By: Romain Segouin (SDGs and Human Rights Intern at INFID)
The 2022 Conference held on 21-22 April, organized by the International Development Law Organization (IDLO) and the Italian government in both offline and online formats, is a follow-up to the previous Conference in 2019 and 2021.
The SDG 16 Conference was held in a specific context, given the ongoing pandemic and the emergence of the humanitarian crisis in Ukraine. A context in which societies are polarized, restrictions on freedoms are more prevalent than the exercise of fundamental rights, especially for the most vulnerable groups, and institutions are distrusted as being corrupt.
More than a drawback, the conference provides an opportunity to reaffirm the importance of the objectives underlying this goal: peace, justice, strengthening capacities. Moreover, its achievement is seen as a pillar for the implementation of the other SDGs, as a catalyst. Therefore, it is crucial to reverse this trend through a new way of thinking and acting on governance across all boundaries and sectors, capable of leading the way to good governance that promotes equitable society, accountability of representatives and proximity to CSOs. Collen Vixen Kelapile, Chair of the United Nations Economic and Social Council, highlighted the strong link between SDG 16 and the other SDGs, as the implementation of the latter depends on the implementation of the former. In order to overcome the crisis of health and confidence and the delay in the implementation of the 2030 Agenda, Jan Beagle, Director General of IDLO, emphasized the need to support, both politically and financially, the achievement of SDG 16.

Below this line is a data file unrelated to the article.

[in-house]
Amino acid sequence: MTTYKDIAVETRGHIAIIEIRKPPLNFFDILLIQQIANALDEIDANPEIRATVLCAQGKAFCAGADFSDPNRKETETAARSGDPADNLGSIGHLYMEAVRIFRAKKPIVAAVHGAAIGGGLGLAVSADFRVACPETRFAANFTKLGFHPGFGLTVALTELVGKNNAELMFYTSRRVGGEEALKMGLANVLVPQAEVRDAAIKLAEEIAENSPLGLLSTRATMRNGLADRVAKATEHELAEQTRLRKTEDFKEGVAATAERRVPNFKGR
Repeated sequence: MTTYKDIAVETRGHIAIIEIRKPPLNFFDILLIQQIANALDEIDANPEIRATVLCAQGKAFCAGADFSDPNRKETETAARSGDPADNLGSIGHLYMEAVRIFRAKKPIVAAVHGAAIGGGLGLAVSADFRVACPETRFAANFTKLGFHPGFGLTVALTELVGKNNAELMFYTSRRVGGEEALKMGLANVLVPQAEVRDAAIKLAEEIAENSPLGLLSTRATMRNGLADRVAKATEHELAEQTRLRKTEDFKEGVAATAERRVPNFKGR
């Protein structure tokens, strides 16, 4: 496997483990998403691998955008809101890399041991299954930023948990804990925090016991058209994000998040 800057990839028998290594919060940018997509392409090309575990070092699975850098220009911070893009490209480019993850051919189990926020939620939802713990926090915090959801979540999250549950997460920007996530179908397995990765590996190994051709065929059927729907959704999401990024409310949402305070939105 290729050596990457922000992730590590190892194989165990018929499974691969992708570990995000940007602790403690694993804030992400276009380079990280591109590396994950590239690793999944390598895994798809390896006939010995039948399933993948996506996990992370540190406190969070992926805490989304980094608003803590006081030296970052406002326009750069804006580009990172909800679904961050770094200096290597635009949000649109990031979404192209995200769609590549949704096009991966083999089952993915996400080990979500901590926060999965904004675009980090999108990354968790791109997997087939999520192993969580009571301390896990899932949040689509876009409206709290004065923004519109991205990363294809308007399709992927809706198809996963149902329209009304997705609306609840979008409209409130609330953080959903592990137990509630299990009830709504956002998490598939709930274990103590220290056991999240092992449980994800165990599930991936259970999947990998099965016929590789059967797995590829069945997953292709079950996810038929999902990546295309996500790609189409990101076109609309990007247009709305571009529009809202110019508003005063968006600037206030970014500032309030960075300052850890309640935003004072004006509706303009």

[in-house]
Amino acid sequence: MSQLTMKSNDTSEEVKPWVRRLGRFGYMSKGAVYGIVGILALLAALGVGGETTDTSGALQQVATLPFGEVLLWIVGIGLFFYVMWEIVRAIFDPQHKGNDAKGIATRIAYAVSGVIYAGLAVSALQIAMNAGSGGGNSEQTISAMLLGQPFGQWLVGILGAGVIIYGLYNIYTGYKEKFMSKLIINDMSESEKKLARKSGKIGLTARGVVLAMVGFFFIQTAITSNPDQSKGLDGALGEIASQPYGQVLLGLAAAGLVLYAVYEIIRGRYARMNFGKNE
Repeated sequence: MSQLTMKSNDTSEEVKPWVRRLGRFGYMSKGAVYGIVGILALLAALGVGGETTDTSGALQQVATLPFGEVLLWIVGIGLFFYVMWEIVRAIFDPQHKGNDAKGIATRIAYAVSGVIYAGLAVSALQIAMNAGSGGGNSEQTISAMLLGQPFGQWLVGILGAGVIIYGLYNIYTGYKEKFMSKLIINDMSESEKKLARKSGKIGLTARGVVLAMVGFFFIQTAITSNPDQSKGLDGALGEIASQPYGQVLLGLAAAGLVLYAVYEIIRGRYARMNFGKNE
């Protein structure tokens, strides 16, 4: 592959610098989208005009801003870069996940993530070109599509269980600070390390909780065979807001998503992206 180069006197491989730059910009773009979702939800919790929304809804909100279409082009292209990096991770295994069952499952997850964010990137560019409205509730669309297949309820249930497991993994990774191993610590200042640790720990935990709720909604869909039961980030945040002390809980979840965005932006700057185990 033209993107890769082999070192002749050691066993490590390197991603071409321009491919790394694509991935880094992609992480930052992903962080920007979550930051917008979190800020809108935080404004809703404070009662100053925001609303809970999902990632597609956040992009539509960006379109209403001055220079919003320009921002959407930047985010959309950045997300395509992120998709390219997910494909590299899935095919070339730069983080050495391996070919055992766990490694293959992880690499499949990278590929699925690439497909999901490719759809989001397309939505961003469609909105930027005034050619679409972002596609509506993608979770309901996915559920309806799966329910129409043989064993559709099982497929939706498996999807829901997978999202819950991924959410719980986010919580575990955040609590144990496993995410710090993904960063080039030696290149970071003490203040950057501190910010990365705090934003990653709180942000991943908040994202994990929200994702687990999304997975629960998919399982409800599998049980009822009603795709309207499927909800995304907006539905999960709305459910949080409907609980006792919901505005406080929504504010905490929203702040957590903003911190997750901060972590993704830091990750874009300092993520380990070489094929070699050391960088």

The conference featured a number of speakers from different organizations, especially UN personnel. Among them, Abdulla Shahid, President of the UN General Assembly addressed the need to bring countries together around a social contract that could eliminate inequalities and effectively implement the common 2030 Agenda, for which consultations are being held to come up with recommendations.
This transformation of current governance is also a point shared by Collen Vixen Kelapine and Maria-Francesca Spatolisano, Under-Secretary-General for Policy Coordination and Inter-Agency Affairs at the United Nations Department of Economic and Social (UNDESA), who considers that only resilient institutions are capable of ensuring effective essential public services that meet citizens' expectations such as health and education, and leave no one behind. A collective and people-centered approach, keeping abreast of innovations and new technologies, is more important than ever, according to Amina J. Mohammed, the UN Under-Secretary-General.